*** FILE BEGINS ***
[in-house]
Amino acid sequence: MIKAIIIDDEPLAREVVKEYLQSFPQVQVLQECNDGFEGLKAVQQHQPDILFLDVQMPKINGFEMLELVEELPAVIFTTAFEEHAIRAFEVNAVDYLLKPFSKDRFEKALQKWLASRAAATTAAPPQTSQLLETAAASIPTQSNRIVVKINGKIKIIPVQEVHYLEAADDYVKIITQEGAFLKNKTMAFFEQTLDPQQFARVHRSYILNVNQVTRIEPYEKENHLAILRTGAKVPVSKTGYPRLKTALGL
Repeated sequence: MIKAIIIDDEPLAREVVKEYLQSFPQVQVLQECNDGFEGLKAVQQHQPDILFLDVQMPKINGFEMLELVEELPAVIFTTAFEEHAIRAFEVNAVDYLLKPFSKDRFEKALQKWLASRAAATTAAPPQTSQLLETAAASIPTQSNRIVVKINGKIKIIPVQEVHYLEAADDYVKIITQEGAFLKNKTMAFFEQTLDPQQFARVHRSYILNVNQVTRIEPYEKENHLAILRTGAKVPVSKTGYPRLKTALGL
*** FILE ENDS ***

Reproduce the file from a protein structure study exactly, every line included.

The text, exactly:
[in-house]
Amino acid sequence: MIKAIIIDDEPLAREVVKEYLQSFPQVQVLQECNDGFEGLKAVQQHQPDILFLDVQMPKINGFEMLELVEELPAVIFTTAFEEHAIRAFEVNAVDYLLKPFSKDRFEKALQKWLASRAAATTAAPPQTSQLLETAAASIPTQSNRIVVKINGKIKIIPVQEVHYLEAADDYVKIITQEGAFLKNKTMAFFEQTLDPQQFARVHRSYILNVNQVTRIEPYEKENHLAILRTGAKVPVSKTGYPRLKTALGL
Repeated sequence: MIKAIIIDDEPLAREVVKEYLQSFPQVQVLQECNDGFEGLKAVQQHQPDILFLDVQMPKINGFEMLELVEELPAVIFTTAFEEHAIRAFEVNAVDYLLKPFSKDRFEKALQKWLASRAAATTAAPPQTSQLLETAAASIPTQSNRIVVKINGKIKIIPVQEVHYLEAADDYVKIITQEGAFLKNKTMAFFEQTLDPQQFARVHRSYILNVNQVTRIEPYEKENHLAILRTGAKVPVSKTGYPRLKTALGL